The two keys to unlocking your seed’s potential

Measure germination and vigour before you set seeding targets


Believe it or not, spring is just around the corner, and before you know it you’ll get the itch to get your equipment rolling and put seed in the ground.

To start things off right, assessing your seed’s germination and vigour values are an absolute must. Even when you’re seeding in almost perfect conditions, these tests still hold the keys to achieving your ideal plant population to maximize yield. 

Germination tests measure how many seeds will grow in ideal conditions. A certain amount of seeds are incubated in a lab using perfect temperatures and moisture conditions and a percentage is calculated based on how many of the lot start to germinate. There are some things that can prevent germination regardless of conditions such as: hard seeds that have a seed coat that is just too hard to allow water to pass through, and dead seeds that will not produce any part of a seedling. 

Although knowing germination is great, it can leave you entirely unprepared for less-than-ideal conditions. That's where vigour comes in.

Vigour tests measure how well the seed will perform under stressful conditions. To calculate these values, seeds are exposed to environments that more closely resemble what they actually experience on the farm (ex: cold conditions, long storage times). In my opinion, this is a value to keep a close eye on when testing your seed- especially if you like to seed early. 

Typically, a good seed lot demonstrates a germination value of 90% or more and a vigour value of 85% or more. Having a good germination value does not always guarantee a good vigour value and we tend to see the best establishment when germ and vigor values are less than 10% different (ex: 95% germ with 85% vigor).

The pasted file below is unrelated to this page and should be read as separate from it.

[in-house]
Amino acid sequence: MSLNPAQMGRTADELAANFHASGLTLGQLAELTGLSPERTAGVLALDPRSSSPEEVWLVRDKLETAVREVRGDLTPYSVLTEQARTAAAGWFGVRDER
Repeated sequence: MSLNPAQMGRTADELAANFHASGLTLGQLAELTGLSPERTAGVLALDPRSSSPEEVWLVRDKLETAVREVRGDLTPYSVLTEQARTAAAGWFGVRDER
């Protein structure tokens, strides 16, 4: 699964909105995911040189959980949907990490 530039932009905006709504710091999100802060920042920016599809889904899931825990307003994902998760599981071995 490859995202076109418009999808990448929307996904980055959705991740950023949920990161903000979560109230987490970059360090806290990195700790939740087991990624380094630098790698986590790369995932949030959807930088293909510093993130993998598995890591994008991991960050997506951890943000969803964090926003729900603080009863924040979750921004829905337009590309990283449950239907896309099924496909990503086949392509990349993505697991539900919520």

Remember that seed represents your potential. It’s where your yield comes from, so it’s really important to start with healthy, high-potential seed. You’ll also be able to calculate a more accurate seeding rate if you understand both germination and vigour. 

This also underlines the importance of a seed treatment, as it provides another layer of protection that gives your seed the extra vigour it will need under stressful conditions.

Consult your Cargill agronomist if you have questions about seed treatments and seeding rates. We're here to help you start the year off right.

Written with files from Allison Hebert. 


Kelsey Klyzub

Kelsey grew up in Brandon, Manitoba, and spent time on weekends soaking up the details of her grandparents farm in Fraserwood, MB. Her passion for agriculture led her to the University of Alberta to earn a Bachelor of Science in Agriculture with a major in crop science. She currently leads the crop inputs sales team in northeastern Alberta and is passionate about bringing solutions to her team and farmers.

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